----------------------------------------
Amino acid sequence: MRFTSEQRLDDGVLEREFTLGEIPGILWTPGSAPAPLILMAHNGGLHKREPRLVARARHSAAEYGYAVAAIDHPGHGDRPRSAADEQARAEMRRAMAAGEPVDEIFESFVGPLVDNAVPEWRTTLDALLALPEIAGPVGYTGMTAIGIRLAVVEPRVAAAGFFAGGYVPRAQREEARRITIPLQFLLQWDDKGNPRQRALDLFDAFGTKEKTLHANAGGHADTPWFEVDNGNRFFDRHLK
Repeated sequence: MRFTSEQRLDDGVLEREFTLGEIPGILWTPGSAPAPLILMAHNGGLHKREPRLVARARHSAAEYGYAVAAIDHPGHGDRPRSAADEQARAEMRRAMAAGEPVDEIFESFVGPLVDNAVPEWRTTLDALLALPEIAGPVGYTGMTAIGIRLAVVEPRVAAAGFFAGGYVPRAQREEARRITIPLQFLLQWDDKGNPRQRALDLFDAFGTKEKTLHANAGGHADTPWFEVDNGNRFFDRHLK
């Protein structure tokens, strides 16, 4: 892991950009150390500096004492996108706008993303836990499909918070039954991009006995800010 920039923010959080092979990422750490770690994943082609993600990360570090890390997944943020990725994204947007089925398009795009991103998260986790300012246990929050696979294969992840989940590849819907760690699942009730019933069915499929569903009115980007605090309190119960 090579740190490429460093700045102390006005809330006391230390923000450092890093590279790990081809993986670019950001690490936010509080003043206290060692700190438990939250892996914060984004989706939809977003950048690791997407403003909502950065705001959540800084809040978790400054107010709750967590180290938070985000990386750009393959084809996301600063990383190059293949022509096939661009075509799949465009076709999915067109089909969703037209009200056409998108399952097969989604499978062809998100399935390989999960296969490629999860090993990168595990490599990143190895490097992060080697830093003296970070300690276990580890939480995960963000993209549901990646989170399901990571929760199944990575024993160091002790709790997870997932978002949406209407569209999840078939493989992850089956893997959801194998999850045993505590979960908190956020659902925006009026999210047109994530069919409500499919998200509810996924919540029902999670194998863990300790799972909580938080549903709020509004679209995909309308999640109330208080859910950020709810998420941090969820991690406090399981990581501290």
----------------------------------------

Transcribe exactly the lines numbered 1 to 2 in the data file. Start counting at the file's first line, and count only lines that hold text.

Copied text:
Amino acid sequence: MRFTSEQRLDDGVLEREFTLGEIPGILWTPGSAPAPLILMAHNGGLHKREPRLVARARHSAAEYGYAVAAIDHPGHGDRPRSAADEQARAEMRRAMAAGEPVDEIFESFVGPLVDNAVPEWRTTLDALLALPEIAGPVGYTGMTAIGIRLAVVEPRVAAAGFFAGGYVPRAQREEARRITIPLQFLLQWDDKGNPRQRALDLFDAFGTKEKTLHANAGGHADTPWFEVDNGNRFFDRHLK
Repeated sequence: MRFTSEQRLDDGVLEREFTLGEIPGILWTPGSAPAPLILMAHNGGLHKREPRLVARARHSAAEYGYAVAAIDHPGHGDRPRSAADEQARAEMRRAMAAGEPVDEIFESFVGPLVDNAVPEWRTTLDALLALPEIAGPVGYTGMTAIGIRLAVVEPRVAAAGFFAGGYVPRAQREEARRITIPLQFLLQWDDKGNPRQRALDLFDAFGTKEKTLHANAGGHADTPWFEVDNGNRFFDRHLK